- Contributed by
- People in story:
- Beryl Sago
- Location of story:
- Croydon, London
- Article ID:
- Contributed on:
- 28 December 2003
I was seven years old when the Second World War started. I lived on a large housing estate on the outskirts of London, and the street I lived in was on a hill. On a fine day it was possible to see Croydon Aerodrome at the foot of the hill.
When the war began there was a flurry of activity, building air raid shelters and issuing gas masks, but everything seemed to quieten down after a while with nothing apparently happening, and people became complacent.
One lovely summer’s evening my friend and I were allowed to take our doll’s prams to the local park, a short distance away. We were on our way home again, pushing our prams along a street towards a corner, around which was the top of the hill of the street we lived in. We were aware of aircraft overhead, but being so near to Croydon Aerodrome we were used to the sound and sight of aeroplanes and were not perturbed in any way.
At this moment, my father was talking to the next-door neighbour in the back garden and remarked that the planes seemed extra active that night and appeared to be playing games. When gunfire appeared from the planes, they both agreed that they must be practising in case the Germans should ever attack. It was then that they realised one of the planes was German, and that the other planes were firing at it.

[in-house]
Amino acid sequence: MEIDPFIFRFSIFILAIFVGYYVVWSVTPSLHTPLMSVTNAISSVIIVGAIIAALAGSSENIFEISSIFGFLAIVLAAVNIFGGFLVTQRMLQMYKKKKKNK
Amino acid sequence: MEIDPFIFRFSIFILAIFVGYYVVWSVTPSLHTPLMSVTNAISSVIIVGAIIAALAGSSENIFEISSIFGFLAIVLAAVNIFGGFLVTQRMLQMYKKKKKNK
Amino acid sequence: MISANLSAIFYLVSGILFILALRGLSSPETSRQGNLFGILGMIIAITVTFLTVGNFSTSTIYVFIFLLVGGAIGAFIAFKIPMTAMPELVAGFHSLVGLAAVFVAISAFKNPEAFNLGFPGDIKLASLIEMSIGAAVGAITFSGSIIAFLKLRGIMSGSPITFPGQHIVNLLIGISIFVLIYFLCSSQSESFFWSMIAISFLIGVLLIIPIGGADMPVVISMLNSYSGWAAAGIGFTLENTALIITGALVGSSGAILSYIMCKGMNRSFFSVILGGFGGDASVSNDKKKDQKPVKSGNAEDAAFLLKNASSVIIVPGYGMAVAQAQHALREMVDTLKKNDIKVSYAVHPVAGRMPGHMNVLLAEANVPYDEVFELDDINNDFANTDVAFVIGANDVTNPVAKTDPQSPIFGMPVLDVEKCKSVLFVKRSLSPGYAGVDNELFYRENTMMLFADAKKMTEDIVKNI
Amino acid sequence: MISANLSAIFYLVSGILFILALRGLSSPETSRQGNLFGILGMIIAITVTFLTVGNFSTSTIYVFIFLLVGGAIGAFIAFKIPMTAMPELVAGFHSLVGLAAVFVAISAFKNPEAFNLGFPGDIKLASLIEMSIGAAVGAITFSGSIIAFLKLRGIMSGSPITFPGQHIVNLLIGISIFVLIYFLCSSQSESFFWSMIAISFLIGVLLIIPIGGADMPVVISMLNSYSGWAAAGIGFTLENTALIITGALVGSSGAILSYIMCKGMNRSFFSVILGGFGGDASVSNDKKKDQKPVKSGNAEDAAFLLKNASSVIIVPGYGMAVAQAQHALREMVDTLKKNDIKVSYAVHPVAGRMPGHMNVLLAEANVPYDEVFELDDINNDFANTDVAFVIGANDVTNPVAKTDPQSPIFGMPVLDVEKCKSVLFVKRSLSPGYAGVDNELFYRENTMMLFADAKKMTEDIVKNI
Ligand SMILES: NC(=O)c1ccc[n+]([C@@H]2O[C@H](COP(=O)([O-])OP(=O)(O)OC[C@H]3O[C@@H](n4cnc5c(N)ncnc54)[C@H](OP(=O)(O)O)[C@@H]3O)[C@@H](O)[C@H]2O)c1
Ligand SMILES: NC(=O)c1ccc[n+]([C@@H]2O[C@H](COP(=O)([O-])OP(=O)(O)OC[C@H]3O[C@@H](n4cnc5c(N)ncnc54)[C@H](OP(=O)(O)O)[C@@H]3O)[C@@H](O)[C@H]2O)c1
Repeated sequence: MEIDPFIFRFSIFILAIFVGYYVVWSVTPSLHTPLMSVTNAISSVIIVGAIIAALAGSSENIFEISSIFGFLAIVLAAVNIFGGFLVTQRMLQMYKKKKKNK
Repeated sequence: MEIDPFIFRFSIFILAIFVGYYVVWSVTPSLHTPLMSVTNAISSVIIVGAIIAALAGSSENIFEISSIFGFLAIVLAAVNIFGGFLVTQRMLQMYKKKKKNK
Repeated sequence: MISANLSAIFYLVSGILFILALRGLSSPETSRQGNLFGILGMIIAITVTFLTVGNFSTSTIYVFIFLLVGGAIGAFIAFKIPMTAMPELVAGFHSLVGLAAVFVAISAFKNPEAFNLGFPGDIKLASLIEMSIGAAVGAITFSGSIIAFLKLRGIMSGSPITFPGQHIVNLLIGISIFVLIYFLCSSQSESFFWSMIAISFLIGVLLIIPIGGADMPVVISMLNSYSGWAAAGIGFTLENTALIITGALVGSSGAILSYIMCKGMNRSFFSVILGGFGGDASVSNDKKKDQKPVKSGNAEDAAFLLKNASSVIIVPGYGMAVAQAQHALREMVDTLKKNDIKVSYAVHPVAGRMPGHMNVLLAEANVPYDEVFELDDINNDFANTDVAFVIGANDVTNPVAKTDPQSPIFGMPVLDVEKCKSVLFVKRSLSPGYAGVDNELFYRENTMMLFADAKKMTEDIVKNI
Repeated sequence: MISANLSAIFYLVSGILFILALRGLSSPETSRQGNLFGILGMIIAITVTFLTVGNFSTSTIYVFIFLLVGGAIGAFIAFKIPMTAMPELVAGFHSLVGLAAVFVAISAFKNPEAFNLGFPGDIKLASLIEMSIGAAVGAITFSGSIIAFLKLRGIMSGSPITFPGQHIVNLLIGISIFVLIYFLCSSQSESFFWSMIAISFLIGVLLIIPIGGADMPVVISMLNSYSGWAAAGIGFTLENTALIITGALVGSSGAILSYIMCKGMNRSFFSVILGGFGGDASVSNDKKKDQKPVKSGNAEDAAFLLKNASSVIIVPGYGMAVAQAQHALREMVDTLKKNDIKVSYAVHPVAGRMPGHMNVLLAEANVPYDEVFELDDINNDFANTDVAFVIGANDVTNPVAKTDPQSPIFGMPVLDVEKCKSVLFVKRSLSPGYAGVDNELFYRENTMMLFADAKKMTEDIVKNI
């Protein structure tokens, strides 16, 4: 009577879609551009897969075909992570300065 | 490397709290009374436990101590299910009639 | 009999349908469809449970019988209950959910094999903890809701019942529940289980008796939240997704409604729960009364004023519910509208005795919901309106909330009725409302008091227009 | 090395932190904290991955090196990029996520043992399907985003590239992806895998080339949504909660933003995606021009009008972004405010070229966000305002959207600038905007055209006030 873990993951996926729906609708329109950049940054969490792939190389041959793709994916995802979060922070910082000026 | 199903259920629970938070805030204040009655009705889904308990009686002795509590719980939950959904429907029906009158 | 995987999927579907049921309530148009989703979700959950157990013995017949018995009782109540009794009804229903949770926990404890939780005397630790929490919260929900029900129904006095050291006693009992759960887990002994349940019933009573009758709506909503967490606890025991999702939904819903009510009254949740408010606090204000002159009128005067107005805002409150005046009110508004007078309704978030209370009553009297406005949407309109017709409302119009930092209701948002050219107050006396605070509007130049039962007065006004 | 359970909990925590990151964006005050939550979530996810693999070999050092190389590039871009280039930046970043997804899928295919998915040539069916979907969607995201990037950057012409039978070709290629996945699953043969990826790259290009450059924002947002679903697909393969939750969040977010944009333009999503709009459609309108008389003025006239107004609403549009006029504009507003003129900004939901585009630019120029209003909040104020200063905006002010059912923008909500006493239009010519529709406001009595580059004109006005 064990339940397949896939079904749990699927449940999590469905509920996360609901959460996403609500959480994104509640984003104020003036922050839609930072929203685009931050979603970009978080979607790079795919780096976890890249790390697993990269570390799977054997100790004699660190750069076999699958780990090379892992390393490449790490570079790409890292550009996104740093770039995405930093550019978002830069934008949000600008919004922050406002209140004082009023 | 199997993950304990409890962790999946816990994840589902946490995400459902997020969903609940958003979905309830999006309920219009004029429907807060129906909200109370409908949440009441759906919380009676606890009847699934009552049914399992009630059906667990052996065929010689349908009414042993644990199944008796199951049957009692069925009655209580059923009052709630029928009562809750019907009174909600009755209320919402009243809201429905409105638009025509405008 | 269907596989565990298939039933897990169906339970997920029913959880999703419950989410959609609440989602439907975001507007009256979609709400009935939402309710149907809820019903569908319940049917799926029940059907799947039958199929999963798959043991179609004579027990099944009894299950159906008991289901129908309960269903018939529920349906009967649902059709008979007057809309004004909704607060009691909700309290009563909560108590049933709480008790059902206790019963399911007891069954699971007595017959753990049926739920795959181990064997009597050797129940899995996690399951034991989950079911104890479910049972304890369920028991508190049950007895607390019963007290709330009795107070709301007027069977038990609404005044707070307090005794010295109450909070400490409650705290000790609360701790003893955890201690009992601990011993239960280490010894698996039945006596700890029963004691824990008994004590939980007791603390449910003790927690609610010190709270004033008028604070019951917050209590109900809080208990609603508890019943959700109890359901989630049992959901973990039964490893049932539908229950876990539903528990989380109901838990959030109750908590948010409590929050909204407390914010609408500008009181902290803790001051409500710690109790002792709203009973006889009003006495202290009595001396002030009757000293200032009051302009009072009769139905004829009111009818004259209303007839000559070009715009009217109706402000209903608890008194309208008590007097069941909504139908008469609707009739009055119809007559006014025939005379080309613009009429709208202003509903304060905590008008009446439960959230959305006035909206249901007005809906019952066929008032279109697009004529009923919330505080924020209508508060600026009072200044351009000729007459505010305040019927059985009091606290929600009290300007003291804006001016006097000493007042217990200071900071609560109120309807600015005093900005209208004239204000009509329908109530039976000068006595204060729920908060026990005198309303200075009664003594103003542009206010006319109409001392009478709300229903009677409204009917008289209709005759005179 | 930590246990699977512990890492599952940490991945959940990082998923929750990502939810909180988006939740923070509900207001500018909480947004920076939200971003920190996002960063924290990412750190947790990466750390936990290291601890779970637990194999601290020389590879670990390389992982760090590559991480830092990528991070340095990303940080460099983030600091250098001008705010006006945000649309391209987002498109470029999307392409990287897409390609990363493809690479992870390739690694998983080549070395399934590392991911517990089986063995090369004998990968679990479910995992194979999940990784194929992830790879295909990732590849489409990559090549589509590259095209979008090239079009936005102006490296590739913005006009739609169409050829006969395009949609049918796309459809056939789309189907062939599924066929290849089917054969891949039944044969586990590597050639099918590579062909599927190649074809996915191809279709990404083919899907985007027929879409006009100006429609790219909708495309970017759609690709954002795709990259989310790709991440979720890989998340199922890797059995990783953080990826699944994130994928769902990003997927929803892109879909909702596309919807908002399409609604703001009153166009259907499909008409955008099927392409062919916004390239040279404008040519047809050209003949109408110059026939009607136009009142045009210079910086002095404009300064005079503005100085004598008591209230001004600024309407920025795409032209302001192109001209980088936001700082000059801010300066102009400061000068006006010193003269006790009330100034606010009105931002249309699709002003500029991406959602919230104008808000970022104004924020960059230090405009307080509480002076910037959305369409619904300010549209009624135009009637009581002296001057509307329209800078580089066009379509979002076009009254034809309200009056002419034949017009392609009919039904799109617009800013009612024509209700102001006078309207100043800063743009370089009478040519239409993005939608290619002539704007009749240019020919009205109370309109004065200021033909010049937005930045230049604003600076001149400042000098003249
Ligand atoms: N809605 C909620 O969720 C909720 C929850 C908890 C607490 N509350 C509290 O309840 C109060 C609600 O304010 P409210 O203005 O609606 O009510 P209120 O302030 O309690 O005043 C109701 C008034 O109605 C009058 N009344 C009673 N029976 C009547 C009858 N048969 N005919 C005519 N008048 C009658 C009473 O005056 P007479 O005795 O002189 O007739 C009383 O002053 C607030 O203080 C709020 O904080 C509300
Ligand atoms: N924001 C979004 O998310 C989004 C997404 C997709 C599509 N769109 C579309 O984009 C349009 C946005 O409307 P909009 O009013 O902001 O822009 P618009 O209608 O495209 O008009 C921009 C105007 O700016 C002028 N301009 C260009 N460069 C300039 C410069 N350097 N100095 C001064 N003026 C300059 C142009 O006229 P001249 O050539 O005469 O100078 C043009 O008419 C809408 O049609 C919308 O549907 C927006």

At this point my friend and I had reached the corner and turned into the street, so that we were at the top of the hill at the precise moment that the German plane swooped down with bombs dropping as it flew the length of the aerodrome and then away into the distance, pursued before our very eyes by the firing British planes.
The scene in front of us was one of panic as mothers and father emerged from the houses, scooped up their children who had been playing out happily only seconds before, and ran back indoors with them.
At the sight of the falling bombs I froze to the spot, opened my mouth and screamed at the top of my voice. I let go of my doll’s pram and it went careering down the hill where someone caught it half way down. Two women I had never seen before got either side of me and dragged me into the nearest house where they calmed me down until my mother arrived on the scene.
The lone bomber did not return but we were not to know that, or whether others might be following. No warning had been give and everyone was taken by surprise. I lived to tell the tale but never forgot witnessing the bombing of Croydon Aerodrome.
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